Curing My Venom

Curing My Venom

by Aisha Munir, Fatima Munir

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Does rising mean
that I won't ever fail
that I'll always win
and everyone else will follow my trail?

No, my love
it means you will fall
but even through your plunge
you'll learn to stand tall.

It means you'll smile
after every loss
because you are courageous
and you have mountains to cross.

It means you'll swim
through the deepest waves
you'll fly through those winds
and you'll knock down those caves.

It means you will break
and you'll shatter apart
but you won't give up
because of who you are.

It means you will cry
and bend to your knees
and you will trip
as soon as you reach the highest peaks.

It means you'll be hurt
and no one will help you rise
you'll watch your dreams
crumble in front of your eyes.
It means that you are human
and you aren't made of steel
it means you'll be wounded
and no one will help you heal.

It means that you'll be all alone
and the world won't come for help
it means that you'll have to rise
all by yourself.

It means you'll have mud
and dirt all over your skin
it means lowering your head
and watching someone else win.

It means
my love
you will try
again, and again
and you will fail
but you won't ever stop
you've already won
because you've refused to give up.

-Meaning of being a winner

Product Details

BN ID: 2940161205068
Publisher: Aisha Munir
Publication date: 03/08/2019
Sold by: Barnes & Noble
Format: NOOK Book
File size: 5 MB

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Curing My Venom 4.3 out of 5 based on 0 ratings. 3 reviews.
Thebookdevourer 3 months ago
I am not a reader of poetry but this appealed to me. I was not disappointed as I related to the entire book and in my career (mental health), this is important. Sometimes we need this sort of release. I received a free copy of this book via Booksprout and am voluntarily leaving a review.
Sharon_Arundel 3 months ago
This is a wonderful collection of poems that focuses on grief. I can’t pick a favouite poem in this book as they are all written to such a high standard. Even if you are not particularly fond of poetry, I’d suggest giving this book a try. I received a free copy of this book via Booksprout and am voluntarily leaving a review.
LiamXavier 4 months ago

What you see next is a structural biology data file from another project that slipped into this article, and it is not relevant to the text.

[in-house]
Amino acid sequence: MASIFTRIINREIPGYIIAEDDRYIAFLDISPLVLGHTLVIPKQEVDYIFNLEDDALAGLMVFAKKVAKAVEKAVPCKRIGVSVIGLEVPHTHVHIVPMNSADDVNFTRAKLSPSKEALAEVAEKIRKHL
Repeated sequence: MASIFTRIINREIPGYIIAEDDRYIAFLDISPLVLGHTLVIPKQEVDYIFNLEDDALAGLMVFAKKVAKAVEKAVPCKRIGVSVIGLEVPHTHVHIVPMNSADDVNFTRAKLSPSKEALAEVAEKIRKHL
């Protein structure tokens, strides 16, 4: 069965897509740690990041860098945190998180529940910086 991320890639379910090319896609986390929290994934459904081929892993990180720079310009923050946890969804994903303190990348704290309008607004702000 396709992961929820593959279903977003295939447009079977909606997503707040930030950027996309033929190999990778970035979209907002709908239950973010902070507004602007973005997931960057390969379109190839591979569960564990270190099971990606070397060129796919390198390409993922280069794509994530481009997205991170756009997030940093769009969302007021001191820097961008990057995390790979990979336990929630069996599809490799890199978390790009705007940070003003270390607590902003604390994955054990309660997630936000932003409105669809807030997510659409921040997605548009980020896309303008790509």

Aisha Munir (known as A.Munir) is a talented writer, and the vocabulary and emotion displayed in ‘Curing My Venom’ is powerful, let down only by a few forced rhymes and the irrelevancy of ‘Denial’. As a quick summation of the book then: Curing My Venom is structured along the 5 stages of Grief. I get the feeling when reading, that the grief she speaks of is not a typical death, but more the death of a friendship or a relationship. I like this twist around because I do believe – while not to the same extent – losing a friendship or relationship is unfathomably painful sometimes. There is a genuine feeling that whatever happened between Munir and this person stole a part of her, and we are reading a culmination of her thoughts leading to her eventual catharsis. As I said, the vocabulary used and the way certain emotions interact with each other has the ability to strike a strong chord within the heart. Anger is arguably my favourite chapter because there is more of a truth there than in the others. The words and the structure of the Poetry – or at times Prose – builds and builds like Anger does to a climax that either scrunches our fists or flattens us into sadness as good poetry should. The illustrations, drawn by Fatima Munir, are astonishingly beautiful. Each image interacts with A.Munir’s words perfectly and the delicacy of each one is quite stunning. I often wonder how a book works or doesn’t work with illustrations, but Curing My Venom is undoubtedly helped by these works of art. My main fault with the book, and perhaps this is my own pedanticism, is with certain rhymes that feel as if they exist only to rhyme. Sometimes when writing poetry we get stuck on one particular word, a particular ‘darling’ and rather than sacrificing it we reach for a rhyming word to match it. Unfortunately, it doesn’t always work and I feel, only at a few points, that this is present in Curing My Venom which just momentarily severs the flow. On top of this, and I can’t quite figure out if I’m right when saying this, is that the first chapter named ‘Denial’ doesn’t feel terribly relevant to the poems included in it. This is a real shame because the poems do work and are good, but I found myself reading the pomes more than worse trying to understand why they constituted a ‘Denial’ categorisation. As I say, I may not be right and I think poetry is often open to interpretation, but Denial was just the only chapter that left me a little confused. In conclusion, Curing My Venom is more than worth a read, with some truly relatable moments of literary feeling and I do implore you all to form your own ideas once you’ve read this. But for me, there were a few points of rhyming and structure that lower it’s impact just a little.